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Home :: Archive :: 2000 :: September ::
Re: Authentic Performance
The Shakespeare Conference: SHK 11.1759  Tuesday, 19 September 2000.

[1]     From:   Marilyn A. Bonomi <
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        Date:   Monday, 18 Sep 2000 20:10:24 -0400
        Subj:   Re: SHK 11.1749 Re: Authentic Performance

[2]     From:   Larry Weiss <
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        Date:   Monday, 18 Sep 2000 23:36:51 -0400
        Subj:   Re: SHK 11.1749 Re: Authentic Performance

[3]     From:   Sean Lawrence <
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        Date:   Monday, 18 Sep 2000 23:28:08 -0700
        Subj:   Re: SHK 11.1749 Re: Authentic Performance


[1]-----------------------------------------------------------------
From:           Marilyn A. Bonomi <
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Date:           Monday, 18 Sep 2000 20:10:24 -0400
Subject: 11.1749 Re: Authentic Performance
Comment:        Re: SHK 11.1749 Re: Authentic Performance

>But like it or not the Hebrew is there and it
>will not disappear for you.
>
>Florence Amit

Florence, I am sorry, because I know how important this subject is for
you and how many years of loving labor you have put into it, but no, it
is not there... it was never there... and thus it cannot "disappear."

As you know, I deeply admire the passion you bring to your defense of
your interpretation, but that passion cannot make real what has never
been real.

Sincerely,
Marilyn A. Bonomi

[2]-------------------------------------------------------------
From:           Larry Weiss <
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 >
Date:           Monday, 18 Sep 2000 23:36:51 -0400
Subject: 11.1749 Re: Authentic Performance
Comment:        Re: SHK 11.1749 Re: Authentic Performance

Florence Amit still insists,

> like it or not the Hebrew is there

Where?  Where but in the airy free associations of an armchair
speculator who has nothing to go on but a few translingual homophonic
syllables, one or two of which, by liberal application of bovine
fertilizer, might be made to grow into the semblance of a cognate?
Could not Arabic, Armenian, Hindi or any other Semitic or Indo-European
language Shakespeare also certainly didn't know be made to yield as rich
a crop by a imaginative speaker of the language?

Where is the evidence?  Where in England was Hebrew taught or spoken in
the 1570's?  Did WS have access to those teachers?  Was it a part of a
typical Warwickshire classical education?  Did WS have little Latin and
less Greek because he was so thoroughly immersed in Hebrew?  If there is
no objective evidence that WS could have studied Hebrew at Stratford
Grammar School, where did he develop so profound a knowledge of the
language that his understanding cannot be plumbed by any but a handful
of modern Hebrew speakers?

Or are we intended to draw some other, even more dramatic, conclusion?
Perhaps the author was not the man from Stratford at all, but an
itinerant Talmudist from Lublin.  Was Shakespeare a rabbi?  If not, was
he at least a Jew?  Where is Jim Shapiro when he really would come in
handy?

Or maybe WS was not himself aware of the Hebrew double meanings:  They
may have been inspired by a puckish Yahweh to be discovered at the dawn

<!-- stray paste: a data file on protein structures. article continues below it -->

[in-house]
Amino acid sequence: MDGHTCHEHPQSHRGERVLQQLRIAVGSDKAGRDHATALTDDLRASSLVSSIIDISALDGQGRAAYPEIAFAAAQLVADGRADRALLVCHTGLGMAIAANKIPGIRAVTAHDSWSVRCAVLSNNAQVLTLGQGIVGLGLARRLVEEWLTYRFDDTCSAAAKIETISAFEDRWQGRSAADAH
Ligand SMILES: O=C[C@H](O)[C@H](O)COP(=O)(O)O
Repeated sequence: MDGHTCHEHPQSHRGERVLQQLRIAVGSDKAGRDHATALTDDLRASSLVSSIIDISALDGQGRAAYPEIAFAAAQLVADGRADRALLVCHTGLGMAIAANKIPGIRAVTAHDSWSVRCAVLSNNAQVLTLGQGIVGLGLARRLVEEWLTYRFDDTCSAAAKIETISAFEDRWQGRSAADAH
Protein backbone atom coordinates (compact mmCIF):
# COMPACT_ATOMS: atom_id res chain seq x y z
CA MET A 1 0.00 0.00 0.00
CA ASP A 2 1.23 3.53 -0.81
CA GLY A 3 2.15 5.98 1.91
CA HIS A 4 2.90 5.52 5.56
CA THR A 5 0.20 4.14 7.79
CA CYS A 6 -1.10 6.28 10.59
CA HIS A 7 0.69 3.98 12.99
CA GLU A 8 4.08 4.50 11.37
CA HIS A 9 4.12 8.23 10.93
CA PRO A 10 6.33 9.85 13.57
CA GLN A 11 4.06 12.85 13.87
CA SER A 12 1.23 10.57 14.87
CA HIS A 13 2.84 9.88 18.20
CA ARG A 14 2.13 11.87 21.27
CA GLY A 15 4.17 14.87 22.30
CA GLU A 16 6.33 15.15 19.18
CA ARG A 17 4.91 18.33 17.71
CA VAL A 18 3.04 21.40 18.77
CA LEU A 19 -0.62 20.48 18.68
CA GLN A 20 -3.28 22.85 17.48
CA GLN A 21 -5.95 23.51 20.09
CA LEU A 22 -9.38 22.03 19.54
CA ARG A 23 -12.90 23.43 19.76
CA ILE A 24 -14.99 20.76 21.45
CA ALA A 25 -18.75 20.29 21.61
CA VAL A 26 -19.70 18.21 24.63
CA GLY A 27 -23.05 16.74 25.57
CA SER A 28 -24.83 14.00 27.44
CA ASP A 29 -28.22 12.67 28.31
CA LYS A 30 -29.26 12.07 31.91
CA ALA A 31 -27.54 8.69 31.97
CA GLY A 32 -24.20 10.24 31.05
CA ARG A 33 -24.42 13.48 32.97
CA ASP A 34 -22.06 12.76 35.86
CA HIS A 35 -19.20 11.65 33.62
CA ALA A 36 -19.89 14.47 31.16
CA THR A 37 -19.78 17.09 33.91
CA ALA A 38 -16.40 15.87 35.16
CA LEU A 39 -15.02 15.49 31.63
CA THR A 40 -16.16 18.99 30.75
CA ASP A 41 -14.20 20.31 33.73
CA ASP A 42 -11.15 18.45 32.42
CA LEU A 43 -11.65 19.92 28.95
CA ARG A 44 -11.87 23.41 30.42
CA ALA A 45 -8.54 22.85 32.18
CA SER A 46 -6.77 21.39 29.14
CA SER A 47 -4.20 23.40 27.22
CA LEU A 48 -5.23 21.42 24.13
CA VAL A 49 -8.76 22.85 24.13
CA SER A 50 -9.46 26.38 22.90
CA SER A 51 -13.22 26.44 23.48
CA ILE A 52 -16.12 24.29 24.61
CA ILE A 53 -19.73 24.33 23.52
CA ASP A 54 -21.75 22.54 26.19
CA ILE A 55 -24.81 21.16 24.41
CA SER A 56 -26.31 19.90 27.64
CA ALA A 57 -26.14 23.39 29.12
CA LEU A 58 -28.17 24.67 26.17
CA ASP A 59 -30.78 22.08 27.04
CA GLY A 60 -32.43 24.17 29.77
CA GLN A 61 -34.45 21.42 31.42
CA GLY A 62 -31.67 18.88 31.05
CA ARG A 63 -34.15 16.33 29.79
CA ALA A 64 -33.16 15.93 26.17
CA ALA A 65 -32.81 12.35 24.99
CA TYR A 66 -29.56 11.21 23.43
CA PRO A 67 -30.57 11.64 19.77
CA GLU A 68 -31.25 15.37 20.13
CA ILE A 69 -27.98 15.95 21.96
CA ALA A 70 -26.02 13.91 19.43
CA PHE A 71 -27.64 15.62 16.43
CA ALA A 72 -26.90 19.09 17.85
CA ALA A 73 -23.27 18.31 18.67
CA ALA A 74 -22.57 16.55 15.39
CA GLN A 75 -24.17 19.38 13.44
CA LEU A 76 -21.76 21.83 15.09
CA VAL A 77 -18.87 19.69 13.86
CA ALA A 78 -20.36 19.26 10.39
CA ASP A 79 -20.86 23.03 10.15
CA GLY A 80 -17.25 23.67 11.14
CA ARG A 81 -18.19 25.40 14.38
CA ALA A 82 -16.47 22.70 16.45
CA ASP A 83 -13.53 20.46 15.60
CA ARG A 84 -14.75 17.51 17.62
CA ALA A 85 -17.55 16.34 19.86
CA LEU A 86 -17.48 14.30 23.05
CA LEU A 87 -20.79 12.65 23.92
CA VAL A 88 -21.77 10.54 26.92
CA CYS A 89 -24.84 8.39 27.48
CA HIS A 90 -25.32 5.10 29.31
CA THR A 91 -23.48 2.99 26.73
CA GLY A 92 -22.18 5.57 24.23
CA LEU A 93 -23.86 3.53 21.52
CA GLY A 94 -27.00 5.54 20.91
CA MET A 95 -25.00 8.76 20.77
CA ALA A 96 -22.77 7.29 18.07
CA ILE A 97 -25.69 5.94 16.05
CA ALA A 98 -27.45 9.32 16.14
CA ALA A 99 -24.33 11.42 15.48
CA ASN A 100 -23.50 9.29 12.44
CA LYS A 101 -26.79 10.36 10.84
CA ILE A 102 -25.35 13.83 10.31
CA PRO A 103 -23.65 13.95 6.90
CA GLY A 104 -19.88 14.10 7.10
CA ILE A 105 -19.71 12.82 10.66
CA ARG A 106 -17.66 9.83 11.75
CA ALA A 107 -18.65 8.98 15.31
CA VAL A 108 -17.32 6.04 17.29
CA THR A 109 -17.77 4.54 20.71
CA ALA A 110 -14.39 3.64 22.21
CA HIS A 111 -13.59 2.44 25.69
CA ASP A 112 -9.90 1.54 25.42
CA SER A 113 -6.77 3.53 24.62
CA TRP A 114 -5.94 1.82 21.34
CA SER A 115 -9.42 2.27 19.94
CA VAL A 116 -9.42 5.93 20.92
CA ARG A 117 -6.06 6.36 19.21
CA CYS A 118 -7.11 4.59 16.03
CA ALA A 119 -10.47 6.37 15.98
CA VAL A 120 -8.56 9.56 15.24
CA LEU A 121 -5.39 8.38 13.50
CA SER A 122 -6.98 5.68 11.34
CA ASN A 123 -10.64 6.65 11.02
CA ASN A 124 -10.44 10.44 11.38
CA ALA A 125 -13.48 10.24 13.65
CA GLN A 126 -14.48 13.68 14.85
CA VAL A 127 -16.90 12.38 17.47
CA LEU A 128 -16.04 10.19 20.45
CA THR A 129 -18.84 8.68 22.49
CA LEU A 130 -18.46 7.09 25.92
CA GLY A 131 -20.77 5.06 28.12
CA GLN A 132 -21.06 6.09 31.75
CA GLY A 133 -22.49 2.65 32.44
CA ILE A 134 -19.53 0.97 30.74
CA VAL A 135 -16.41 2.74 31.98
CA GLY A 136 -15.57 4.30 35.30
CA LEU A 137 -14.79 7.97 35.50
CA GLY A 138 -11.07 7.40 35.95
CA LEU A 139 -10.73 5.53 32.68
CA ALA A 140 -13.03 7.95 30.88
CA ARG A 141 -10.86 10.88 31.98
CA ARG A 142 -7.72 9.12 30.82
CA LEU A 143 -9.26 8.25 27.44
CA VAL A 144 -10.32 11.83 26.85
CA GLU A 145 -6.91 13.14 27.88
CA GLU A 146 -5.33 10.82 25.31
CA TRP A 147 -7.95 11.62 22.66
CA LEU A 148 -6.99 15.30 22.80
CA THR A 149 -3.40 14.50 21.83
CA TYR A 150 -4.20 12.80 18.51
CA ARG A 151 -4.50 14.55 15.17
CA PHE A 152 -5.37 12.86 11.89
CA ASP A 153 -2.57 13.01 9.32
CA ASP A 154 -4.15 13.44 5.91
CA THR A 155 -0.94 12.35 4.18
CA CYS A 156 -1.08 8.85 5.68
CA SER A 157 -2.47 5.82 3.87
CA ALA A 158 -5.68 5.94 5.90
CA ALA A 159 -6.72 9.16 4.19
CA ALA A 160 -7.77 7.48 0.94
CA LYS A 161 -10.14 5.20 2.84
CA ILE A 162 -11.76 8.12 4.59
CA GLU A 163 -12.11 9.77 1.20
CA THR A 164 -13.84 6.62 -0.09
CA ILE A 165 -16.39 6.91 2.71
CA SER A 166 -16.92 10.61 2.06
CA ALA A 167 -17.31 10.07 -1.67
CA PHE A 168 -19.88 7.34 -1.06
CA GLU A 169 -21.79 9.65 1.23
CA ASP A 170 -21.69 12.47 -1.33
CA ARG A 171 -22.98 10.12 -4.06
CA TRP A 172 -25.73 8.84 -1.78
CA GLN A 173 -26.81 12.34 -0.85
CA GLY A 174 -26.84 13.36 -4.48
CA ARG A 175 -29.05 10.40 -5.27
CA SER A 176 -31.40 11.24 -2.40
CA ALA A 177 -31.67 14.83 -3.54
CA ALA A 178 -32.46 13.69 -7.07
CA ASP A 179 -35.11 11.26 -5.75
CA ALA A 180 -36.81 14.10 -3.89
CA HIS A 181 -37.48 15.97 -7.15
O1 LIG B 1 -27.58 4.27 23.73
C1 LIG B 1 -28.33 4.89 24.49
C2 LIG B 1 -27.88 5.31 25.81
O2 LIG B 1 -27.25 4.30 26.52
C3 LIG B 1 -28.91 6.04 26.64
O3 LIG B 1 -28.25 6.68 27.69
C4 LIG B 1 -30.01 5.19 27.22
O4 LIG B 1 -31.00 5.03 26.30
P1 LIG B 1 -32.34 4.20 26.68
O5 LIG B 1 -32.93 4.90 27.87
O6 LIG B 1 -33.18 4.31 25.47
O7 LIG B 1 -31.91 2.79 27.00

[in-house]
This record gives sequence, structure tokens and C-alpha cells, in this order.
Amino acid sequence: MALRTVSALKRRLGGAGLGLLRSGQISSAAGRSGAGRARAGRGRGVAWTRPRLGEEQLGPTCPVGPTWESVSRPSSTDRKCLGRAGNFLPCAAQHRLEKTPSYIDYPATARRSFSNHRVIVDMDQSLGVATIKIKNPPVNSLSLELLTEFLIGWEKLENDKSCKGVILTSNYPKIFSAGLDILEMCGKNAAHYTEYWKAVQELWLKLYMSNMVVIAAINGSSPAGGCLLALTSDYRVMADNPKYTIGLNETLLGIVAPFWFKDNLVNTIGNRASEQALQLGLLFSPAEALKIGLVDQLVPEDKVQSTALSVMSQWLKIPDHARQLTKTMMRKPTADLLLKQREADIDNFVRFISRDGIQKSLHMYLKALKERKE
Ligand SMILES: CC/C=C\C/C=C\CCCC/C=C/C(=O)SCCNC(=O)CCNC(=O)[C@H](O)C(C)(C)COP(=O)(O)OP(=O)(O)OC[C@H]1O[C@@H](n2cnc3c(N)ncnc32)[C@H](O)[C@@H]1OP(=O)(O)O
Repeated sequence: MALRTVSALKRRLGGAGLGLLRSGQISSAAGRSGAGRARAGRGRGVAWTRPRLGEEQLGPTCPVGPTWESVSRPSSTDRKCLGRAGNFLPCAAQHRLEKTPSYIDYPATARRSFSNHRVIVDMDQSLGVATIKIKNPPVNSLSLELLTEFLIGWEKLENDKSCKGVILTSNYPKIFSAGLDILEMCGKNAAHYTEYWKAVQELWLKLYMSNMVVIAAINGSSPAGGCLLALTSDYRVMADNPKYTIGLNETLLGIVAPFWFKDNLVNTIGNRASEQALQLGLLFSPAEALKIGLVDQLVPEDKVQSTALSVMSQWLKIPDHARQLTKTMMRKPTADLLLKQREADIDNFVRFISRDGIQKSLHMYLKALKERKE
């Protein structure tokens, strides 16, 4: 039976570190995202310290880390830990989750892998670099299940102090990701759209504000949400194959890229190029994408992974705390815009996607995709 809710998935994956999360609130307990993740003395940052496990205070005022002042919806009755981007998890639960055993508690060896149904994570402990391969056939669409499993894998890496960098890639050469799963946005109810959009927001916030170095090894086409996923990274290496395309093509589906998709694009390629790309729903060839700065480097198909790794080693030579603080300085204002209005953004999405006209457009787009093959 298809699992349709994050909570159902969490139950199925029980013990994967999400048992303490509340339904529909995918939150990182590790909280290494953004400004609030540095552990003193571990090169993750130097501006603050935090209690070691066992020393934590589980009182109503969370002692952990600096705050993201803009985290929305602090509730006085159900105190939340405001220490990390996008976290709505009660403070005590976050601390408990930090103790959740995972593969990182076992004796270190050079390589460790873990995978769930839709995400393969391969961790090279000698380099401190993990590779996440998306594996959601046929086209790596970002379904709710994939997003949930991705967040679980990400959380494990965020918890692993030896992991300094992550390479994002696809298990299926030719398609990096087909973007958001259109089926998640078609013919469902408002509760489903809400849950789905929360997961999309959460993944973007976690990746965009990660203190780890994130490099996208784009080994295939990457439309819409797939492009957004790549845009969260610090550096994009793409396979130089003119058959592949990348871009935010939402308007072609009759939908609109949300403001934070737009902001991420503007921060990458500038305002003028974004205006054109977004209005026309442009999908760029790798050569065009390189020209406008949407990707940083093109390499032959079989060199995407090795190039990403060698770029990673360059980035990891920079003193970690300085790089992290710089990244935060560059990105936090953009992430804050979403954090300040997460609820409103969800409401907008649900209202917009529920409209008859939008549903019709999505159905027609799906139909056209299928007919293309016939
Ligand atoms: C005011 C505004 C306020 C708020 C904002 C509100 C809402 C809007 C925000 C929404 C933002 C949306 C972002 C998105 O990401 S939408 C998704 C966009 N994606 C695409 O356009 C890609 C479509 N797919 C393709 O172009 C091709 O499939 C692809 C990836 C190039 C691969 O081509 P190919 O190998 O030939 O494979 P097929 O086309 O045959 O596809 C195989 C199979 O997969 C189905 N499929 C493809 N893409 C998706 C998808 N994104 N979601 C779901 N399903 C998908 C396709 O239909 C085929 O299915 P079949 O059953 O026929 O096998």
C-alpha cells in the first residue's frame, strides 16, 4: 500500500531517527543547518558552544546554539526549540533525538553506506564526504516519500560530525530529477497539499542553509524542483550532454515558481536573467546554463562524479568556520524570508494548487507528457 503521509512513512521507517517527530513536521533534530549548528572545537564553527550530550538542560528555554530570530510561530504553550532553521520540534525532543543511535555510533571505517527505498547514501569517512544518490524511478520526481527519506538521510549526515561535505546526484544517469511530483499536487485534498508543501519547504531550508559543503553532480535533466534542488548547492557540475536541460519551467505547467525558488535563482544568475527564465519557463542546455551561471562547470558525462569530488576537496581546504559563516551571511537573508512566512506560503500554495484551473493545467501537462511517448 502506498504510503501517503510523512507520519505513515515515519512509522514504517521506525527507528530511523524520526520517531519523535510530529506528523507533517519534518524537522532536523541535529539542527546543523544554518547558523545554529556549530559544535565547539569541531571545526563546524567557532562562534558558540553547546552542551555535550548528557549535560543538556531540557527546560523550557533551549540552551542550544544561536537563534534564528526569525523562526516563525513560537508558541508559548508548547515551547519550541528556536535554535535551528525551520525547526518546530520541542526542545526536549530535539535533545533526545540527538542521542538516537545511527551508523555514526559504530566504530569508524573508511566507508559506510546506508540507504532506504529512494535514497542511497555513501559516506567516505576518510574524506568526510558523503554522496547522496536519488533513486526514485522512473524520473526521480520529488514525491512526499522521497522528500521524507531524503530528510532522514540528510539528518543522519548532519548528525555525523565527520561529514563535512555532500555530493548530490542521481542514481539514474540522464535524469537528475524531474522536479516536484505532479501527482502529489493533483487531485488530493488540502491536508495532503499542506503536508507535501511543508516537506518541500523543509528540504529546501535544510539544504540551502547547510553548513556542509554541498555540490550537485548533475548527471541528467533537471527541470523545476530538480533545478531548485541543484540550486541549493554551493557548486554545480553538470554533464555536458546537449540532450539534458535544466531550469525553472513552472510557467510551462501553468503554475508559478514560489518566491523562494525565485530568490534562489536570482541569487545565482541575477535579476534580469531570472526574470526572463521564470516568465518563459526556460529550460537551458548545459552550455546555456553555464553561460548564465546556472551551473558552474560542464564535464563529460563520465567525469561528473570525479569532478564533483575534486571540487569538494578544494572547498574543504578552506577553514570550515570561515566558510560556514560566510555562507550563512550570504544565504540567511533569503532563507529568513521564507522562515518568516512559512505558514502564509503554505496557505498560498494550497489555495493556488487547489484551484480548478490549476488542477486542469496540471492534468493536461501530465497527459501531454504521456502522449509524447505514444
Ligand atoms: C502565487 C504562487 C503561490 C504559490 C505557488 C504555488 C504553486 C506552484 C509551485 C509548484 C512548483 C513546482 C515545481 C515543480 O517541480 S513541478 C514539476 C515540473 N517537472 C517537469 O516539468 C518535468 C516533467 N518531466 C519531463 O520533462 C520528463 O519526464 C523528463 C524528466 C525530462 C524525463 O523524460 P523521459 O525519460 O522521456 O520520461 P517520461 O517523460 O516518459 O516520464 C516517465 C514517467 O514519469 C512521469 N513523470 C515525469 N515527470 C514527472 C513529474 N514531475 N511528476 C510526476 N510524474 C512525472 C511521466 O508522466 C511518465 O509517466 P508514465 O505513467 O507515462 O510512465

of the Third Millennium in a reborn Hebrew state.  But to what end?
It's a mystery.

[3]-------------------------------------------------------------
From:           Sean Lawrence <
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 >
Date:           Monday, 18 Sep 2000 23:28:08 -0700
Subject: 11.1749 Re: Authentic Performance
Comment:        Re: SHK 11.1749 Re: Authentic Performance

Florence Amit writes:

> The poetic ear I dared to exercise with my speculation about a hard,
> sarcastic  K -  a k like in "more kin than kind". If you do not agree
> with me - your privilege. But like it or not the Hebrew is there and it
> will not disappear for you.

Bear in mind that no amount of erudition can actually summon it into
being, either.

Allow me to offer a counter-example:  having been born in the Canadian
Arctic, I have an Inuktitut nickname, Tookasiq, now used only by my
godmother, on the rare occasions when we meet.  A Jewish friend,
however, took some delight in pointing out that it's a single sound
removed from a Yiddish phrase meaning "ass-kisser".  I don't think that
this comes from the fact that the Inuit are the lost tribe, and Nunavut
is Israel north.  It's just a sort of coincidence that two words with
quite separate derivations sound similar.

I'm sure my father, who has a working knowledge of both languages, could
come up with many other examples.  If he became convinced of the idea
that the Inuit represent the lost tribe, he might manage to come up with
enough such coincidences as to prove it to his own satisfaction.

A large number of Shakespeare's names are borrowed directly from his
sources; there's no reason to think that Shakespeare chose them very
deliberately.  Even if he was choosing the names (which he usually
wasn't), there isn't any evidence that he spoke any Hebrew at all, apart
from the names themselves, which makes for a circular argument.  And
even if he did speak Hebrew, and did choose his own names, there seems
frightfully little reason why he should make the meanings of the names
(if they have any) so occult that only a few Biblical scholars would
have been able to work out their meanings, on the rare occasions when
they attended the theatre.  In fact, there seems very little reason why
he should wish to "hide" meanings at all.  Neither a poem nor a play is
a cryptogram, to be "cracked", like the enigma code, by finding the
right formula.

Shalom,
Se

 

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